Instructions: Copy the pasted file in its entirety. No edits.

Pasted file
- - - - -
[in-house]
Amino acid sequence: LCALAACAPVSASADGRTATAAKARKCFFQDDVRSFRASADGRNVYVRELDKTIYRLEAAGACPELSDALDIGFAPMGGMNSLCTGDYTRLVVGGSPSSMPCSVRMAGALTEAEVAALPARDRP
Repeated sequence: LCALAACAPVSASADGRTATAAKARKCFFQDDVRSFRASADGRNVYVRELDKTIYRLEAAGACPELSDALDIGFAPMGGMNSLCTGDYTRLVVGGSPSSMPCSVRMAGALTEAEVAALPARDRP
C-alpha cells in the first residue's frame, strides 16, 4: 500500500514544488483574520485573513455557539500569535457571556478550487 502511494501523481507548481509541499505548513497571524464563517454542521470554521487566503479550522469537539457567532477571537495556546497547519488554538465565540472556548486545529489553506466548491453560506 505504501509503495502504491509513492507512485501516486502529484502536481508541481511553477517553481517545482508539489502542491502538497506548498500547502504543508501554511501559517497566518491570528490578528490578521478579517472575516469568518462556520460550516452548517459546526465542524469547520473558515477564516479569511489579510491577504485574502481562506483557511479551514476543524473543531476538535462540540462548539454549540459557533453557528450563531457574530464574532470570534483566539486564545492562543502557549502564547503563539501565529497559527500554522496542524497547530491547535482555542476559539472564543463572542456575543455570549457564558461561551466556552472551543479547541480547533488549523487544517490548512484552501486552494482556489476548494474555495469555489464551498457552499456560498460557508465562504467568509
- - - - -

[in-house]
Amino acid sequence: LCALAACAPVSASADGRTATAAKARKCFFQDDVRSFRASADGRNVYVRELDKTIYRLEAAGACPELSDALDIGFAPMGGMNSLCTGDYTRLVVGGSPSSMPCSVRMAGALTEAEVAALPARDRP
Repeated sequence: LCALAACAPVSASADGRTATAAKARKCFFQDDVRSFRASADGRNVYVRELDKTIYRLEAAGACPELSDALDIGFAPMGGMNSLCTGDYTRLVVGGSPSSMPCSVRMAGALTEAEVAALPARDRP
C-alpha cells in the first residue's frame, strides 16, 4: 500500500514544488483574520485573513455557539500569535457571556478550487 502511494501523481507548481509541499505548513497571524464563517454542521470554521487566503479550522469537539457567532477571537495556546497547519488554538465565540472556548486545529489553506466548491453560506 505504501509503495502504491509513492507512485501516486502529484502536481508541481511553477517553481517545482508539489502542491502538497506548498500547502504543508501554511501559517497566518491570528490578528490578521478579517472575516469568518462556520460550516452548517459546526465542524469547520473558515477564516479569511489579510491577504485574502481562506483557511479551514476543524473543531476538535462540540462548539454549540459557533453557528450563531457574530464574532470570534483566539486564545492562543502557549502564547503563539501565529497559527500554522496542524497547530491547535482555542476559539472564543463572542456575543455570549457564558461561551466556552472551543479547541480547533488549523487544517490548512484552501486552494482556489476548494474555495469555489464551498457552499456560498460557508465562504467568509